This is not the full story, however: customer returns are also rising steeply. In the UK — which accounts for 61 per cent of revenue — a third of purchases are now being sent back, compared with less than a quarter in 2021. Meanwhile, in the US, lengthy delivery times have subdued demand for the group’s established brands.
Analysts at Jefferies reduced their Ebitda forecast for 2023 by 18 per cent in wake of Boohoo’s results. However, they argue that the retailer has built a “more developed” business through the pandemic, with more brands, more customers, more market share and more infrastructure. Whether sales growth will translate into profit growth is now the question.
HOLD: Card Factory (CARD)
Revenue rose as lockdown restrictions were removed, but there is maybe too much of a reliance on the high street, writes Christopher Akers.
Card Factory depends on its stores for the vast majority of its revenue, meaning that the end of lockdown restrictions was a moment of great relief for the business in a financial year when stores were closed for 10 weeks (which was still much better than the five months of closures in 2021). The purveyor of greetings cards, gifts, wrap and bags returned to profit in these results as customers hit the high street again and, with a refinancing completed after the year-end, the business is making steady progress on its long road to recovery.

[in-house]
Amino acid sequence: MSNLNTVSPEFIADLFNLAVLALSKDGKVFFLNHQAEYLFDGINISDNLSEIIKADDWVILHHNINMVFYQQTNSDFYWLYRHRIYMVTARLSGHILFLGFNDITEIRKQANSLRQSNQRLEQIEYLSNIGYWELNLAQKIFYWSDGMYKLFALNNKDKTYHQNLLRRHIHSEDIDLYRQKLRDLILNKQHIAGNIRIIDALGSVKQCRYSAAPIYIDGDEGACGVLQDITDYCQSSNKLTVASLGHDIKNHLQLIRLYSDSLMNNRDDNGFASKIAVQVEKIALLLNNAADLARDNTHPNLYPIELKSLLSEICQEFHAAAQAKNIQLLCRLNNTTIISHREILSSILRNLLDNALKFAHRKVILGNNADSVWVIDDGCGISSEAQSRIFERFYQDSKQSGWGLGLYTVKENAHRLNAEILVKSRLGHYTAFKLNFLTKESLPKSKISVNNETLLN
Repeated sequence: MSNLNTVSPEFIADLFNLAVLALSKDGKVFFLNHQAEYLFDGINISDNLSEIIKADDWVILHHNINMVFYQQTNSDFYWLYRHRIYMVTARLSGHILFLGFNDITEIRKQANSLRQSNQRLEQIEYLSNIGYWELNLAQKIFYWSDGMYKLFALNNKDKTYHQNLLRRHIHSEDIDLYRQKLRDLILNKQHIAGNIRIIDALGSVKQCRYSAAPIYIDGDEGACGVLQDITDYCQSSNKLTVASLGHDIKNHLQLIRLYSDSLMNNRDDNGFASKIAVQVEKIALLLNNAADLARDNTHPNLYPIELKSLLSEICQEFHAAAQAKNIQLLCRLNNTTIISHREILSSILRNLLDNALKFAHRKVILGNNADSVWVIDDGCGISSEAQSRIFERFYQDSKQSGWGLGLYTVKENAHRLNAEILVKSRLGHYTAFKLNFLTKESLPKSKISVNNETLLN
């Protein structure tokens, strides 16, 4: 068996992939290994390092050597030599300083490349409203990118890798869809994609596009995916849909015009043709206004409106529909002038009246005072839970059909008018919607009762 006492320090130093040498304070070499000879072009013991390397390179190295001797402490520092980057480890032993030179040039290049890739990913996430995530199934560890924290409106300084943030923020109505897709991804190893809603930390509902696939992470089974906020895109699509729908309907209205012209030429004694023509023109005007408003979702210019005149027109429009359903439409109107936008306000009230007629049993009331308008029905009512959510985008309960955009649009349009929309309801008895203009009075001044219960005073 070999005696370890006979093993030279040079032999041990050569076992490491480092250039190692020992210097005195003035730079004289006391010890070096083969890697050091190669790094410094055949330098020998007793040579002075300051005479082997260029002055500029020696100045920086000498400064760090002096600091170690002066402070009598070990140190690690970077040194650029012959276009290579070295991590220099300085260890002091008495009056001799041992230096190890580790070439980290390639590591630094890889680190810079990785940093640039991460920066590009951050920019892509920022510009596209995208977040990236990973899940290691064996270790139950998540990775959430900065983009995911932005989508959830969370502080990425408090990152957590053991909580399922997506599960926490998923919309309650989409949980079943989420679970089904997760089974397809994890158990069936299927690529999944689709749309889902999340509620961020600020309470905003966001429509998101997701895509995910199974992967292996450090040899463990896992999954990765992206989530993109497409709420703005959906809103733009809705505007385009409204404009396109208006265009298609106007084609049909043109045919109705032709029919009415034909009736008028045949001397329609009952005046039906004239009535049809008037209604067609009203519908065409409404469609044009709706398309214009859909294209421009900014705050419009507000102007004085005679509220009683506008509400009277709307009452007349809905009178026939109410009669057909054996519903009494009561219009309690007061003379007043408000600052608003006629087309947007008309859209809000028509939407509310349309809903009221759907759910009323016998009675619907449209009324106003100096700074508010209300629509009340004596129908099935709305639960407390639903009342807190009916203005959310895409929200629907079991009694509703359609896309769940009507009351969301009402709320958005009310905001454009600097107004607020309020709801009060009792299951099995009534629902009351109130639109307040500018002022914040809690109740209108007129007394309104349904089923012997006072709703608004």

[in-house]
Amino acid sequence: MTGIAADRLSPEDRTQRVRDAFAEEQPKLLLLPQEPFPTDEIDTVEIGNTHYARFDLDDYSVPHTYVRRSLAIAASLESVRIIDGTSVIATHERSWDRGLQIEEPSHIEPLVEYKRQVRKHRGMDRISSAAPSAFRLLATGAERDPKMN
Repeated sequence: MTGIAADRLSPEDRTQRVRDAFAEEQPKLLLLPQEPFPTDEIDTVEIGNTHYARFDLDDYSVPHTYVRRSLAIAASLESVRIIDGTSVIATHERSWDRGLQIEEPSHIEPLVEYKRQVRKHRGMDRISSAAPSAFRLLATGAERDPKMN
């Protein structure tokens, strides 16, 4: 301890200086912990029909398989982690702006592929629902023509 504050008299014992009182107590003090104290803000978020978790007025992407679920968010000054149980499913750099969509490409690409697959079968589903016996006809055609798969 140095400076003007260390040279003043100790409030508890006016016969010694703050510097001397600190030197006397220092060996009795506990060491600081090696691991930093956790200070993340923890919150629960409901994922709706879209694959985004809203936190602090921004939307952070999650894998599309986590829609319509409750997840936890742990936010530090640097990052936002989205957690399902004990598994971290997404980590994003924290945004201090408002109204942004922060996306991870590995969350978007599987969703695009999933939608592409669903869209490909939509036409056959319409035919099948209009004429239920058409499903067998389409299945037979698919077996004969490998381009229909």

Investors will be buoyed to see the rebounding of store sales, up by a third to £336mn. Online sales fell by 2 per cent to £10.9mn, but are importantly up by almost a quarter on pre-pandemic levels. Darcy Willson-Rymer, chief executive, said that management is focused on turning the business into a “omnichannel retailer” but whether Card Factory’s online offering can take a bigger slice of the relative revenue take in the future remains to be seen — this is surely needed if management’s target of £600mn in sales in financial year 2026 is to be achieved.
The refinancing took place in April, and steadies the ship. Revised terms mean that the company is no longer obliged to raise new equity to pre-pay debt facilities, and is left with £150mn of facilities. Encouragingly, leverage was down to 2.3 times at the year-end which is consistent with pre-pandemic levels.
Consensus forecasts have the shares trading on seven times forward earnings. This looks cheap against the five-year average of 10 times. But there is still much work to be done to hit management’s revenue targets, with analysts expecting £445mn of sales in 2024.
Chris Dillow: Defying high valuations
Despite their recent sell-off, US equities are still close to their most over-valued levels ever — but recent history suggests this might not matter much.